Main Argument

Chung Min Lee
Chung Min Lee is a senior fellow in Carnegie’s Asia Program. He is an expert on Korean and Northeast Asian security, defense, intelligence, and crisis management.
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Several facets of South Korea’s grand strategy remain constant, such as the goals of achieving peaceful reunification of the Korean Peninsula, deterring and defending the country’s territorial and political integrity from a range of North Korean threats, ensuring its global economic competitiveness, and sustaining its democratic foundations. Yet even as these pillars remain the same, South Korea must now adapt this strategy to address an unprecedented range of threats. It not only must contend with a growing spectrum of North Korean threats and nonlinear scenarios; it also must consider China’s anti-access/area-denial capabilities around the Korean Peninsula in an acute military crisis. These challenges will test the ability of the political leadership in Seoul to break out of its constant political infighting and build a new national security consensus.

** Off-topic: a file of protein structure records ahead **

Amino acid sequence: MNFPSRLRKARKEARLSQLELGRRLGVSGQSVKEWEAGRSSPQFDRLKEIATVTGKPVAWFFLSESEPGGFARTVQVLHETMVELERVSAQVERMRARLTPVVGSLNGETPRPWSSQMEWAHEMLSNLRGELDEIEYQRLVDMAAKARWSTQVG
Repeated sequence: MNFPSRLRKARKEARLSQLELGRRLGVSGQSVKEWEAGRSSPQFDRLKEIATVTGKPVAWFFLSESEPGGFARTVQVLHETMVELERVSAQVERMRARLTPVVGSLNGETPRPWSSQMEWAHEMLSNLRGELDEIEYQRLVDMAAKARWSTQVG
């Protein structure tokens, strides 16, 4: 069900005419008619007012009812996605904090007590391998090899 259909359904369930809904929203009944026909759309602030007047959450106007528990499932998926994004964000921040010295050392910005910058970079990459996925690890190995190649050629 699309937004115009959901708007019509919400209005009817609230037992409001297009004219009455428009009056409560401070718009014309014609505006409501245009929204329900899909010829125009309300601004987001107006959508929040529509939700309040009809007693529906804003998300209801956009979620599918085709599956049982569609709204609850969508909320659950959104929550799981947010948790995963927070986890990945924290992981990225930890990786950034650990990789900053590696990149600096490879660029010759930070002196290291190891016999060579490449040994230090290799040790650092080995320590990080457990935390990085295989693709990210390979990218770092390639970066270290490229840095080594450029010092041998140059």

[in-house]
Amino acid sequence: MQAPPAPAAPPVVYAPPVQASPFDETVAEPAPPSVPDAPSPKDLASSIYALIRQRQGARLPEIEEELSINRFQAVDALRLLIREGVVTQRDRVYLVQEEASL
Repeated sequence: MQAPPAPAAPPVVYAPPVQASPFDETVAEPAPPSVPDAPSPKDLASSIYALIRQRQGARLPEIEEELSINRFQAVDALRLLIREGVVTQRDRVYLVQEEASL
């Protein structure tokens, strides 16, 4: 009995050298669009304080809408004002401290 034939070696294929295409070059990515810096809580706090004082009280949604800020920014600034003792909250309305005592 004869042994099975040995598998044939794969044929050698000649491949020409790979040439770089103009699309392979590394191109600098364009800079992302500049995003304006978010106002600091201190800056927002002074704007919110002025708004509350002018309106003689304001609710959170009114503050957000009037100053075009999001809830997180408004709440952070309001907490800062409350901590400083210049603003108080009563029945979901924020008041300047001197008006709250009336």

Policy Implications

  • The South Korean government and military must anticipate hybrid conflict scenarios and the growing possibility of volatile transformations on the Korean Peninsula. The National Assembly should create a new national security committee to ensure bipartisan approaches to critical diplomatic, military, and intelligence issues.
  • The U.S. must ensure the credibility of extended deterrence by demonstrating its military, political, and economic commitment to Asia as a critical superpower counterbalance vis-à-vis China.
  • Despite outstanding historical differences and lingering legacies, it is important for South Korea and Japan to enhance their bilateral security, defense, and intelligence cooperation.

This piece was originally published in Strategic Asia 2017–18: Power, Ideas, and Military Strategy in the Asia-Pacific.